Tuesday, 2 December 2008

One Less Fish in the Mere

This Little Grebe catches a lot of fish. In fact the only fish I see these days are the ones in his beak, or that of a Kingfisher.

Click image for larger version.

Robins Posing

It must be heading towards Xmas. All they need is a bit of snow...

Saturday, 29 November 2008


Here's that pair of little Grebes (click for bigger as always), swimming across the mere. For once they're not swimming directly away from my camera lens!

Also, here's one of the pair of kingfishers. Not a good photo (far away and very dim light) but it's nice to see them nonetheless - and I have every time I've been down recently.

Sunday, 23 November 2008

woodpecker behaviour

Popped down to the reserve lunchtime today during a lovely sunny spell. Went to my post on the far bridge and waited. Sure enough after 10 minutes, the great spotted woodpecker turned up. I've decided that I particularly like the beautiful brightly coloured birds - last year I was interested in the kingfisher but haven't seen it for months. Anyhow the woodpecker perched for a few seconds on a higher flat branch, possibly assessing the dangers around it (can an 'it' assess?) and then flew directly to the spot where I'd seen the small hole before. There was a flurry of what seemed like woodshavings and then it seemed to be going backwards and forwards - whether marking territory or squeezing backwards into its small hole. It then disappeared from sight. Sometime I'll have to go into the parkland on the other side to get a better view but it's a bit of a bother. In the next 10 minutes there were a number of visitors to this specific bit of the dead tree tops - it seems quite a social area, though I don't know how welcome they all are at the meeting - wood pigeons, blackbirds? eating what looked like scrambled egg but I doubt this and magpies. Funny how I perceive birds differently: I really like the "beautiful" ones; I dislike the ugly black ones and I'm just about to appreciate a chicken - for lunch!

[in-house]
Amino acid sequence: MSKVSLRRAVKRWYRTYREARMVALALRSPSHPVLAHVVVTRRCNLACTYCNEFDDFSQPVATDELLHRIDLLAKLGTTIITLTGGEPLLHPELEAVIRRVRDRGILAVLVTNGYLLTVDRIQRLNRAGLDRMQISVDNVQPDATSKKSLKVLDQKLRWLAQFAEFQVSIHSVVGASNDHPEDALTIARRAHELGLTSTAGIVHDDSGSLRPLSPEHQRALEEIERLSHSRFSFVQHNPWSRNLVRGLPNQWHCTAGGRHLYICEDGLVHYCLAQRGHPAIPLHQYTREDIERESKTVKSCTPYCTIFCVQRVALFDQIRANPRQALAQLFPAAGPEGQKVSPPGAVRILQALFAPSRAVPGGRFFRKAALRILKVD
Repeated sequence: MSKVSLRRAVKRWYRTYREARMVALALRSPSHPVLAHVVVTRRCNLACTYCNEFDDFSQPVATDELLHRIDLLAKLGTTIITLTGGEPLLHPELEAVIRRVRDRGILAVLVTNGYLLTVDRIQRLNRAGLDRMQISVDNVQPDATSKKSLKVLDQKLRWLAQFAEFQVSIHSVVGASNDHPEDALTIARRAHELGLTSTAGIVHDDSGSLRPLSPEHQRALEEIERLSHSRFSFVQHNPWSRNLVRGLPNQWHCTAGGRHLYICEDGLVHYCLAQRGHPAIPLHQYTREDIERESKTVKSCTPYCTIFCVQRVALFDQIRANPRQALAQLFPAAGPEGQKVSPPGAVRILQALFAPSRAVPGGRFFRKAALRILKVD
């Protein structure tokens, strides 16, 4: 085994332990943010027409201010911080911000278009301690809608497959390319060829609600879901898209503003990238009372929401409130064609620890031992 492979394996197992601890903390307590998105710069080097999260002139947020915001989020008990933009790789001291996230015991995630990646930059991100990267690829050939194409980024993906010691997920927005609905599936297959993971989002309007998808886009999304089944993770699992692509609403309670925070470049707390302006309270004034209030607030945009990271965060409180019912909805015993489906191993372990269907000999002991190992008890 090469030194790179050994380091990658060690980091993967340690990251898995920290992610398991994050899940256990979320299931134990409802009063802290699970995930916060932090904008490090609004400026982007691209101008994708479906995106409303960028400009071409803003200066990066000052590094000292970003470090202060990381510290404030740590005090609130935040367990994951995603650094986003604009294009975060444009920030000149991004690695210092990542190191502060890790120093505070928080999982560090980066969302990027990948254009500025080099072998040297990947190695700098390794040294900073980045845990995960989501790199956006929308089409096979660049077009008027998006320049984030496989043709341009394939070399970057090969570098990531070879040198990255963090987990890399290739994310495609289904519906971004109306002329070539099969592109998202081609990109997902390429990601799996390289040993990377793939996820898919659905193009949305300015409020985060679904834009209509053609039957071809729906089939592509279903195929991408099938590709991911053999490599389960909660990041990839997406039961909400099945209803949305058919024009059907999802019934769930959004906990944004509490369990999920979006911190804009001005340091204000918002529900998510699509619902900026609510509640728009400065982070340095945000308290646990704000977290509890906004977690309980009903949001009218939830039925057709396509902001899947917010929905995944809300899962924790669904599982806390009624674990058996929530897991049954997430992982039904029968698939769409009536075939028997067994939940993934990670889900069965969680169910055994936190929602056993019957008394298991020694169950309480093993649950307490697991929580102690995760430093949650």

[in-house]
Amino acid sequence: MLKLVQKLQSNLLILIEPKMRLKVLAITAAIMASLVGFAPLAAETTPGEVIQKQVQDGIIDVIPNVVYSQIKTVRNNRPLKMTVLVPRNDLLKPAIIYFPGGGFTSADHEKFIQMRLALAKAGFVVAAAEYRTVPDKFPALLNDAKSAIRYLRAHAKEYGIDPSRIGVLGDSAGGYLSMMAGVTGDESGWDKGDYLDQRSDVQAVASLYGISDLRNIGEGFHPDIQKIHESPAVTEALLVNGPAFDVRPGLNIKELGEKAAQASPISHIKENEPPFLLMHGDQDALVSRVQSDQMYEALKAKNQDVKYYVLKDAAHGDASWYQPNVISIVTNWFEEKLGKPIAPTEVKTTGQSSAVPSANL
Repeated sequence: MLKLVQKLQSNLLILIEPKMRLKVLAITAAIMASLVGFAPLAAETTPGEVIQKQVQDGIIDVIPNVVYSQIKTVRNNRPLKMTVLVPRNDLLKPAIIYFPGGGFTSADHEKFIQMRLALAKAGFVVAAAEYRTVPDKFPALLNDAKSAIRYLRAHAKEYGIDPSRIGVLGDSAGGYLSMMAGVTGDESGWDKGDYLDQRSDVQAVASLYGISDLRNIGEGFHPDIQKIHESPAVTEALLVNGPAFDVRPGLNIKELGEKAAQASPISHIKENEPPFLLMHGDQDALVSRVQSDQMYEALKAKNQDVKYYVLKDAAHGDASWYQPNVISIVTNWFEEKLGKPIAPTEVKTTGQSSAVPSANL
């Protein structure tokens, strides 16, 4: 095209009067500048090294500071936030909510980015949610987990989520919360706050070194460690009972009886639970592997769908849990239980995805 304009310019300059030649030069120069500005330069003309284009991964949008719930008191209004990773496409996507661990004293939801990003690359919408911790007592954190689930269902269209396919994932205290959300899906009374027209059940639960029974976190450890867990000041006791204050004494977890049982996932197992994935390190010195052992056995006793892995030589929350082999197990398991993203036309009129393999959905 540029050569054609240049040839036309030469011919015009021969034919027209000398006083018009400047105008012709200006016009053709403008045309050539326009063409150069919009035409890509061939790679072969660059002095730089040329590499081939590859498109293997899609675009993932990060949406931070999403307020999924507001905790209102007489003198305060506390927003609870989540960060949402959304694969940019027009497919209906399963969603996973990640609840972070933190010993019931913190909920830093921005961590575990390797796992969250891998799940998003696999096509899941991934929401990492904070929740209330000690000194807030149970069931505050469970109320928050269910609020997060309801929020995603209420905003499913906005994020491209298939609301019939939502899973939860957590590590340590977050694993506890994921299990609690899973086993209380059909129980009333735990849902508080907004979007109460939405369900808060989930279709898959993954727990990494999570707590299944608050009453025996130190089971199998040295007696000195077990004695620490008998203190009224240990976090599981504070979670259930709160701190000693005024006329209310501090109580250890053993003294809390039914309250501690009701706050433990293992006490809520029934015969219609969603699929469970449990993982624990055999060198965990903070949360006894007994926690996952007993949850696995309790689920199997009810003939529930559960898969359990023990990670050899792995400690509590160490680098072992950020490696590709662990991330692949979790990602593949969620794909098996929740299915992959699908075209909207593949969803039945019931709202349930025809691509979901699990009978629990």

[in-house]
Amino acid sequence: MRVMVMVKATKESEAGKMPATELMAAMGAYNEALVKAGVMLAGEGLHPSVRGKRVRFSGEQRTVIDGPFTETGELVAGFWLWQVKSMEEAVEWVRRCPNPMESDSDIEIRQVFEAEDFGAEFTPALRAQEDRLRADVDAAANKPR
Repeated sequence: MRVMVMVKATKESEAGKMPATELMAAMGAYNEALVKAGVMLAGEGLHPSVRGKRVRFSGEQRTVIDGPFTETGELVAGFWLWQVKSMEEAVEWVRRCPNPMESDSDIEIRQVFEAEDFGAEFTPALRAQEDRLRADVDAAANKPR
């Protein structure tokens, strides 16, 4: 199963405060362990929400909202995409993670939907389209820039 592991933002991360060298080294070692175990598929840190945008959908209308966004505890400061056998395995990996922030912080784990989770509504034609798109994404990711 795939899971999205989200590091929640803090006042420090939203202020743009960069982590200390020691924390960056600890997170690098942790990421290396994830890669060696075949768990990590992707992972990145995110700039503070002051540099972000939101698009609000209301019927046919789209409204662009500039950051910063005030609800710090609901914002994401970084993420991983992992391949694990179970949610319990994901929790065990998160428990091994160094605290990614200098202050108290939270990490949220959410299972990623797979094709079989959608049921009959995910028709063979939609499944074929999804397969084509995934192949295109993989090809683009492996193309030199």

Monday, 17 November 2008

Two Little Grebes

There's usually one Little Grebe on the mere, but at the weekend, I saw a pair for the first time. They're small and shy and I didn't have a sufficiently big lens to get a picture of them, but look out for the small brown things diving in the Mere and coming up with fish.

Sunday, 16 November 2008

'Tis Great

I saw the woodpecker straightaway again today - as I know where to find it and I've got the 'jizz' of what it looks like. What I saw was a female great spotted woodpecker (red undertail feathers) according to my bird book. It had no red cap or red nape of head. It was virtually at the top of the dead tree trunk and I noticed that it was poking its beak continuously into the same hole. It was hard to see as it was round at the side a bit, so I think I'll try and look for it some time from the other side of the river. In fact, I've discovered I can see these trees from my flat with my stronger binoculars!

Sunday, 9 November 2008

great or lesser?

I saw a woodpecker today in their usual spot - the tall dead trees at the far end of the site. I have heard a very loud knocking made by a woodpecker in the past but had never seen one till today...This was definitely a woodpecker but was pretty small - smaller than the collared doves in the tree. Looking back on the blog, it is a great spotted woodpecker that has been sighted, as far as I can see - but I would have guessed this was a lesser spotted, from its size

Tuesday, 23 September 2008

Canoe believe it!

Actually it's a kyak, which was submerged against the opposite bank of the Ver at the back of the reserve.